| 8 May 2005
The seeds of civilization
Why did humans first turn from nomadic wandering to villages and togetherness? The answer may lie in a 9,500-year-old settlement in central Turkey. Since researchers first began digging at Catalhoyuk in the 1960s, they've found more than 400 skeletons under the houses, which are clustered in a honeycomb-like maze. Burying the dead under houses was common at early agricultural villages in the Near East-at Catalhoyuk, one dwelling alone had 64 skeletons.
Archaeologist Ian Hodder and his colleagues are also working to decipher paintings and sculptures found at Catalhoyuk. The surfaces of many houses are covered with murals of men hunting wild deer and cattle and of vultures swooping down on headless people. Some plaster walls bear bas-reliefs of leopards and apparently female figures that may represent goddesses. Hodder is convinced that this symbol-rich settlement, one of the largest and best-preserved Neolithic sites ever discovered, holds the key to prehistoric psyches and to one of the most fundamental questions about humanity: why people first settled in permanent communities.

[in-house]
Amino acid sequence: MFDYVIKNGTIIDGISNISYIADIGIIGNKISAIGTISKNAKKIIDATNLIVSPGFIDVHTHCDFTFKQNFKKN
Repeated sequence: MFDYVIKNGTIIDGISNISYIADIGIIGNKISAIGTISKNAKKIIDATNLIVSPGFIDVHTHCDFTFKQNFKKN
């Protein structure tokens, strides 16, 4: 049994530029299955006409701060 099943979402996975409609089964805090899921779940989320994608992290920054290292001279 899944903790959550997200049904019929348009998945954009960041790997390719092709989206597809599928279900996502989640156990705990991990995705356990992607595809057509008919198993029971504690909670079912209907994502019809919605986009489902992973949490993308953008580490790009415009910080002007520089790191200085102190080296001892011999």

In the millennia before Catalhoyuk's flowering, most of the Near East was occupied by nomads who hunted gazelle, sheep, goats and cattle, and gathered wild grasses, cereals, nuts and fruits. Why, beginning about 14,000 years ago, did they take the first steps toward permanent communities, settling together in stone houses and eventually inventing farming? A few millennia later, as many as 8,000 people gathered in Catalhoyuk, and they stayed put for more than a thousand years, building and rebuilding houses packed so closely together that residents had to enter through the roofs. "The formation of the first communities was a major turning point in humanity's development, and the people of Catalhoyuk seem to have pushed the idea to an extreme," says Hodder. "But we are still left with the question of why they would bother to come together in such numbers in the first place."
Nearly 120 archaeologists, anthropologists, paleoecologists, botanists, zoologists, geologists and chemists have gathered at the mound near Konya summer after summer, sieving through nearly every cubic inch of Catalhoyuk's ancient soil for clues about how these Neolithic people lived and what they believed. The researchers even brought in a psychoanalyst to provide insights into the prehistoric mind. Before humans could domesticate the wild plants and animals around them, Hodder says, they had to tame their own wild nature—a psychological process expressed in their art. In fact, Hodder believes that Catalhoyuk's early settlers valued spirituality and artistic expression so highly that they located their village in the best place to pursue them.
Source: Smithsonian Magazine (May 2005)
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